To What Extent Did Public Opinion Shape International Politics in the First Half of the Twentieth Century’?

Topics: World War II, World War I, Atomic bombings of Hiroshima and Nagasaki Pages: 6 (1626 words) Published: May 15, 2013
International History 1914-1991–


‘To what extent did public opinion shape international politics in the first half of the twentieth century’?


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Word count: 1,617 words approximately

The first half of the twentieth century was indeed a time in history in which things such as two of the most deadly wars, the Russian Revolution, the Great Depression, the foundation of the UN and the start of the Cold War took place. But, were these events at any point influenced by the views expressed by citizens?. This essay is going to discuss public opinion during the first half of the twentieth century. To do so, the essay uses a journal article on public opinion written by Hans Speier as a guideline of the essay.

In order to understand the impact of public opinion on international affairs, we must firstly define what we mean by public opinion. According to Slavko Splichal, ‘the concept of public, publicness, publicity, public sphere and public opinion are among the most controversial, ambiguous and nontransparent concepts in the social sciences, that have been used consistently since the eighteen century’. ‘Public opinion’ he adds ‘supposedly developed into a “inner-media” of political system, a mirror “generated by mass media to regulate the watching of the observers’. Then, ‘who precisely were the decision makers? Monarchs, presidents, foreign ministers, staff chiefs, or a combination of these?’

In the early twentieth century, public opinion did not have much of an impact in foreign politics. Speier says that public opinion ‘in its early phase […] showed a marked preoccupation with domestic affairs, i.e., with issues of immediate concern to the life of citizens’. On the other hand ‘foreign policy issues appeared less relevant, but they were expected to be ultimately relegated from the realm of power to that of discussion and agreement, as governments would become more enlightened’. And Speier emphasised that public opinion would only support going to war if that was something that ‘were in the interest of enlightened mankind’. As Mike Sharp, Ian Westwell and John Westwood say: ‘In most European countries public opinion in the years preceding 1914 had accepted the likelihood, to some extent even the desirability, of war’.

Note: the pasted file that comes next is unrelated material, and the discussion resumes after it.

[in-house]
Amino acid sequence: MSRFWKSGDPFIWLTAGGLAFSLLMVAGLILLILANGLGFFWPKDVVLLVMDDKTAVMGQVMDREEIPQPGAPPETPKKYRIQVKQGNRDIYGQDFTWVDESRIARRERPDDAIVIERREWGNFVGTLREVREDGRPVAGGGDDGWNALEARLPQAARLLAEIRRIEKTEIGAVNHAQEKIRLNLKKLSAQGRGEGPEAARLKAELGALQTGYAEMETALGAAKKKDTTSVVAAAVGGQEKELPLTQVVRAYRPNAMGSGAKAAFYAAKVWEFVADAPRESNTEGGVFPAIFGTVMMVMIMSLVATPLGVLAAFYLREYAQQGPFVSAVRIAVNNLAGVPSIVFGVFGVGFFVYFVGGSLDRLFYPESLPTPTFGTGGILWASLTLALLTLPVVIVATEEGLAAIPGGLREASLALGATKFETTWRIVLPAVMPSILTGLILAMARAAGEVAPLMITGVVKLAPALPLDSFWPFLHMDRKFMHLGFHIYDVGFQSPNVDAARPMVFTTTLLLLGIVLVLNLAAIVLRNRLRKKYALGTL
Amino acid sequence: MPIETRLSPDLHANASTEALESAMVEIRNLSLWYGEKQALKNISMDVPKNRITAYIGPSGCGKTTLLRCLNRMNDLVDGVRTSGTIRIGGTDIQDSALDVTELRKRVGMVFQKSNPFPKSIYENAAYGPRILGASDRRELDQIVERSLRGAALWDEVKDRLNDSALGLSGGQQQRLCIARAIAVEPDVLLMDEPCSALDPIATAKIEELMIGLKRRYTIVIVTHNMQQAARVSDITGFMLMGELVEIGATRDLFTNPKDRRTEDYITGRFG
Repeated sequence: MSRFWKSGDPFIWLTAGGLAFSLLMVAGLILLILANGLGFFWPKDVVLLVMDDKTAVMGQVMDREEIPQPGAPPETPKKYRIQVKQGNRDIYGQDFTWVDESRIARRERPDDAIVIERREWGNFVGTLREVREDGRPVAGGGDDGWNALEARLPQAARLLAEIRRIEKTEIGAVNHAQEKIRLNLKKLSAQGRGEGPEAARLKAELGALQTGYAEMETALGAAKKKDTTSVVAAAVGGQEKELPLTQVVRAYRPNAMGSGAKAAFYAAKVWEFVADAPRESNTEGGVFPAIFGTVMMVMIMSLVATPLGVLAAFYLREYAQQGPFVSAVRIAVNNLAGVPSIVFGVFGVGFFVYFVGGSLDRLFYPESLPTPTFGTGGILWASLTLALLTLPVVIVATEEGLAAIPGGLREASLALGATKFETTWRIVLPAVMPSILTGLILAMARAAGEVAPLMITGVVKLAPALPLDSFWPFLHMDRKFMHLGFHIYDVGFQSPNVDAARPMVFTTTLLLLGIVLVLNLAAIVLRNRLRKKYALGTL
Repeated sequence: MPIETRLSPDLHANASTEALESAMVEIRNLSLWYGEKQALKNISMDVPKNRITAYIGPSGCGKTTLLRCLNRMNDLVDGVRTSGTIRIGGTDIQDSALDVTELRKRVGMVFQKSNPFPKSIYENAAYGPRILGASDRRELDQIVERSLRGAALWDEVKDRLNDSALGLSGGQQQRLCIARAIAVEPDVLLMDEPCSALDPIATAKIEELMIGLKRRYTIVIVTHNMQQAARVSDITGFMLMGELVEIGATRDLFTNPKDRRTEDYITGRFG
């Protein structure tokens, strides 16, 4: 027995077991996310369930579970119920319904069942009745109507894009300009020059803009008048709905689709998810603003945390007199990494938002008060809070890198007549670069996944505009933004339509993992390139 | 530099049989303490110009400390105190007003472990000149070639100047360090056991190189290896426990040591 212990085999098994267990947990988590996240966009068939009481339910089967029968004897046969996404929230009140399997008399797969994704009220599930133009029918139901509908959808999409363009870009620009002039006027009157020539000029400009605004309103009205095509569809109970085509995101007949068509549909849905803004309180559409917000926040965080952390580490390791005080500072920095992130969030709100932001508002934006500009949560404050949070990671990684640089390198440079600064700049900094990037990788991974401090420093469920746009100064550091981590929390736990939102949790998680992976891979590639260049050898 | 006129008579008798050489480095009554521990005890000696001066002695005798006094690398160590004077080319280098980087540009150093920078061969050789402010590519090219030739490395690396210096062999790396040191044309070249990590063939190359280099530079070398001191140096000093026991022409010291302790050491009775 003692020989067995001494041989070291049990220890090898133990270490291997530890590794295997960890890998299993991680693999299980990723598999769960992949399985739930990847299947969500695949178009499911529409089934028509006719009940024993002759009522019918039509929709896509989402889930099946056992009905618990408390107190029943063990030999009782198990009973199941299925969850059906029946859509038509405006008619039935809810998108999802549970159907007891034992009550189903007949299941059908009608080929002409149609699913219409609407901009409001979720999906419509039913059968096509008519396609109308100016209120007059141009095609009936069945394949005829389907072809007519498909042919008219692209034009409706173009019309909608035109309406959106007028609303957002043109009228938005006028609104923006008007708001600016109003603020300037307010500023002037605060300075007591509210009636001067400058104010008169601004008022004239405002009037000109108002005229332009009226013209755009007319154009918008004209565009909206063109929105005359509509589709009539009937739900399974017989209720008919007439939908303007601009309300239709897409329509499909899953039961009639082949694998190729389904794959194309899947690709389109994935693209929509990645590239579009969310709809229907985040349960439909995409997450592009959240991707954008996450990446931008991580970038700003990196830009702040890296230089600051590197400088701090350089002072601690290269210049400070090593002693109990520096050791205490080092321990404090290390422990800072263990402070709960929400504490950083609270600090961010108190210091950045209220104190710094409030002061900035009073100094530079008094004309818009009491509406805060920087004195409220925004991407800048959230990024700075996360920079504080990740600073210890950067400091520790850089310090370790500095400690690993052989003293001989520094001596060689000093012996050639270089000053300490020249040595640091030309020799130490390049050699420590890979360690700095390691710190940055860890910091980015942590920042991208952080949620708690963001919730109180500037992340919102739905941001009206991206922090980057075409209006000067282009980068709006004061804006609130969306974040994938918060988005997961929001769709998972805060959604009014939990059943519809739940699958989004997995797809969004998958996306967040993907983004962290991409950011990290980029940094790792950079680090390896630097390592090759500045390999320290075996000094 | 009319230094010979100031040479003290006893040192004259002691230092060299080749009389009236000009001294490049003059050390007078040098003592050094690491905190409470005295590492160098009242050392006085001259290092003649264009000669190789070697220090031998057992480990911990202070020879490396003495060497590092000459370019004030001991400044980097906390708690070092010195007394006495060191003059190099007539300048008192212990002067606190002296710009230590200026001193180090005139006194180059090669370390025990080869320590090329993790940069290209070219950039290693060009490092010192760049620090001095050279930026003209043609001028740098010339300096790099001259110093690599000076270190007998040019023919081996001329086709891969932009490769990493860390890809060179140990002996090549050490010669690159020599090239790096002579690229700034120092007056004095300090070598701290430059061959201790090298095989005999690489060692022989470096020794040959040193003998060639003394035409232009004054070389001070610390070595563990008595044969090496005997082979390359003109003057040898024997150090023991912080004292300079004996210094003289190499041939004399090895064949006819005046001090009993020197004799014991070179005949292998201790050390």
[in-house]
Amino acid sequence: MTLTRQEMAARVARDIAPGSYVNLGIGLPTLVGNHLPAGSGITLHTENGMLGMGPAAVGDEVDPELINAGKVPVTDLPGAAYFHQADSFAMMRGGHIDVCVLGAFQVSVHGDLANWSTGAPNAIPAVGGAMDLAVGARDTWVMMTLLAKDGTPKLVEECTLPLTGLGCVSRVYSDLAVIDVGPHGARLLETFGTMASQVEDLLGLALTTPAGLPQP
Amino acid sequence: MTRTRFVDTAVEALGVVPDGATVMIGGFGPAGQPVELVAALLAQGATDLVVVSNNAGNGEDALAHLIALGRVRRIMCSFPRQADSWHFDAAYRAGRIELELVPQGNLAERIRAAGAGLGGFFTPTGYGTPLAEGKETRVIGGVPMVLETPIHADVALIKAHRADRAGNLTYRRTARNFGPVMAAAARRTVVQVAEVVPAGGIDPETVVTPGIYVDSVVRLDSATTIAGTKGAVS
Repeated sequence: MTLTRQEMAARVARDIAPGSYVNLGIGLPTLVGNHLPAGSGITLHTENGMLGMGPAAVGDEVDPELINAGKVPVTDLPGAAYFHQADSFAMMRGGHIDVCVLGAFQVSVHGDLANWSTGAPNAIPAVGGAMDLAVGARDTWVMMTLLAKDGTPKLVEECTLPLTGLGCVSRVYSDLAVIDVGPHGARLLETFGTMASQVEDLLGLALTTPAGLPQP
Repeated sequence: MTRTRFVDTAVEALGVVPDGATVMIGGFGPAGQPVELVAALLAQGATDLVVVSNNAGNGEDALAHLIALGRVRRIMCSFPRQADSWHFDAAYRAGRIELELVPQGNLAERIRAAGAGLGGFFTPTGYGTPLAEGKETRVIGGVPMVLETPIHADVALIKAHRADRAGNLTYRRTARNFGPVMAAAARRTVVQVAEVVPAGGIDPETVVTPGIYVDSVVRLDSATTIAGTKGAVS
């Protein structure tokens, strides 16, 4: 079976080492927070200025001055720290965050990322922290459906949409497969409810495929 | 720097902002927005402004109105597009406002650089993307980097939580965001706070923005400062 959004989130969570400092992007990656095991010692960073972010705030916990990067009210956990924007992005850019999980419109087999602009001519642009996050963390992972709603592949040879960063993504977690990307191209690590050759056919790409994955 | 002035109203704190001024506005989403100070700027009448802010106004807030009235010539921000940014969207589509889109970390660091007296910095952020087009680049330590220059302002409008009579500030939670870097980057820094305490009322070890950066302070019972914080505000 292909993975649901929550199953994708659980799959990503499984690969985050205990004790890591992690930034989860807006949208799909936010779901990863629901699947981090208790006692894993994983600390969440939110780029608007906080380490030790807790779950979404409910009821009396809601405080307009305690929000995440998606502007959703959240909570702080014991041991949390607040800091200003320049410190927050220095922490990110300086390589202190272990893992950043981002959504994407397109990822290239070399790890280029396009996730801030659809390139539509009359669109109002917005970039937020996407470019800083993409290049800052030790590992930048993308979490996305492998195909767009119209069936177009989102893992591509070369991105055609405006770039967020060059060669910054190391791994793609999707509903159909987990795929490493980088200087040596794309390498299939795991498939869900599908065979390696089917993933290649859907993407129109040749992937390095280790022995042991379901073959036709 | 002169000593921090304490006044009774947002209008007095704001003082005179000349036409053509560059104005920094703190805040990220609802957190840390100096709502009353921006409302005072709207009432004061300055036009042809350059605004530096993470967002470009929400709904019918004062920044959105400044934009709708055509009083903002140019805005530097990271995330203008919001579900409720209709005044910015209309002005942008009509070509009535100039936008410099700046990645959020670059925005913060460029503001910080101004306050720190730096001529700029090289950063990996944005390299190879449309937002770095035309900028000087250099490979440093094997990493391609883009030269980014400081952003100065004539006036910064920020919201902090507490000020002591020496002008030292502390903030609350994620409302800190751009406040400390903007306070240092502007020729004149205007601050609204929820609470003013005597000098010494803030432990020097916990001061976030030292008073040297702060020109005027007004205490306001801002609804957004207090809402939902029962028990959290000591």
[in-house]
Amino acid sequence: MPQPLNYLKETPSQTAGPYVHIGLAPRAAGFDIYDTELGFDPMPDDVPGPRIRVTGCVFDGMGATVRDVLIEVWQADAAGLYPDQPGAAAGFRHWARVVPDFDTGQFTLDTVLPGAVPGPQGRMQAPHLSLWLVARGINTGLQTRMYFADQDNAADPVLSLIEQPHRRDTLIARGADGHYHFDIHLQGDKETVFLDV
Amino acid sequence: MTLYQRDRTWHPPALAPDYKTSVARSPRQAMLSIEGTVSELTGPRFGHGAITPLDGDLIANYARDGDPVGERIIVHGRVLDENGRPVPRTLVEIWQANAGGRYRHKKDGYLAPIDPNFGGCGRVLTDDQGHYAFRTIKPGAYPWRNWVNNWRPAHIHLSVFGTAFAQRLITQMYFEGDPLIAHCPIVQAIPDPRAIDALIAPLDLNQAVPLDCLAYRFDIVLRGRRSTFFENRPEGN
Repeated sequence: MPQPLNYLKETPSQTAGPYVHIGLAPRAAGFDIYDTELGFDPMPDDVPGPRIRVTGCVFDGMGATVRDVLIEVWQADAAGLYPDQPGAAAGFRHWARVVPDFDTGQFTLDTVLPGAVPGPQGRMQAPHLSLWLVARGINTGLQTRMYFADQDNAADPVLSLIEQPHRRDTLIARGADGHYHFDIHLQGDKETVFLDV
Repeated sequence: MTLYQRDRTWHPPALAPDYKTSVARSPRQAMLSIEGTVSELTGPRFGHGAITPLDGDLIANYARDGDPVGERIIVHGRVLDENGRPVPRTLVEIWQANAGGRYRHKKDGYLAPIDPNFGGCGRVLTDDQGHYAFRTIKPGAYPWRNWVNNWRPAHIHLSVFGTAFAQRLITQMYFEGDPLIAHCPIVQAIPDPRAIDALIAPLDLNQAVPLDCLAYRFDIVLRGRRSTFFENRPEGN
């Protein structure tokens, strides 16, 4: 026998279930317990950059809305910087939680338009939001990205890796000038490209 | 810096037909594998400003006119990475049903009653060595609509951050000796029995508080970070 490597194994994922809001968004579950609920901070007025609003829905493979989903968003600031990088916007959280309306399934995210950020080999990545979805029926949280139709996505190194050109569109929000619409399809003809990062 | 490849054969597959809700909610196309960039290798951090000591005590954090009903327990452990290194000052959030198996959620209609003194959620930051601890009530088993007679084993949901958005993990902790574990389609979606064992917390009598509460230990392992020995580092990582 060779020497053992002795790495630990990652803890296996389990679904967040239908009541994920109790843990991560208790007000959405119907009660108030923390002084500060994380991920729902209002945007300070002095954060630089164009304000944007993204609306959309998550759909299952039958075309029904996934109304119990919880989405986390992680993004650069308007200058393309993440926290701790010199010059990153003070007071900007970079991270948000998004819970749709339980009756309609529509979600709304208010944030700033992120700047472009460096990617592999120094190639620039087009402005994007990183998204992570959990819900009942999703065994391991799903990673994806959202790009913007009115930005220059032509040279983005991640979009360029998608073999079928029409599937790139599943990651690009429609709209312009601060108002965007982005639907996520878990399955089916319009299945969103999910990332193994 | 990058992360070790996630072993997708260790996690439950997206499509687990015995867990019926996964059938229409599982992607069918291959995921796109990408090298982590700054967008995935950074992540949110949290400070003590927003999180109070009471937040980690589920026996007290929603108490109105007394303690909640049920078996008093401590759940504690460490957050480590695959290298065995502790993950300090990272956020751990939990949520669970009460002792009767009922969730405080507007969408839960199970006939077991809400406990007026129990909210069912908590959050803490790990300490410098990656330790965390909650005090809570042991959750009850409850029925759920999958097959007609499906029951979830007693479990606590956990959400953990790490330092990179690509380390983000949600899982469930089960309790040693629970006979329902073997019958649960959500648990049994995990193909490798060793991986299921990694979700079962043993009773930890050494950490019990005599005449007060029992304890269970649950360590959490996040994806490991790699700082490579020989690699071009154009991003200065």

Talking about the interest of enlightened mankind, Woodrow Wilson stated: ‘National purposes have fallen more and more into the background; and the common purpose of enlightened mankind has taken their place’. Moreover he added that ‘this is a people’s war, not a statesman’s’.

But Speier states that it was just after the First World War, when the ‘faith in the power of public opinion to render world politics reasonable’ was called into question. Speier argues that this was due to a series of events.

The first of these was the demise of the League of Nations, which failed to fulfill its purpose, namely to prevent the outbreak of a new world war. Moreover, US President Woodrow Wilson was an advocate of the League of Nations, yet his country refused to join the organisation. Despite Wilson’s description of the Great War as a ‘people’s war, not a statesman’s’ and his intentions to join the League of Nations, the Senate refused to join the organisation. This action showed that public opinion did not have much influence in fact; it appears that statesmen still played a big role in deciding issues of internal relations.

Secondly, Speier mention the ‘disillusionment concerning the lofty war aims of the Allies and the general distrust of propaganda which spread between the two world wars’, as a large section of the public thought that the Allies’ aims were overly idealistic and, more importantly, those aims were not fulfilled. The human cost of the World War was enormous. People had lost their families from the trenches and the reports from the soldiers were awful. War wasn’t glamorous and against this perception, idealism could do very...
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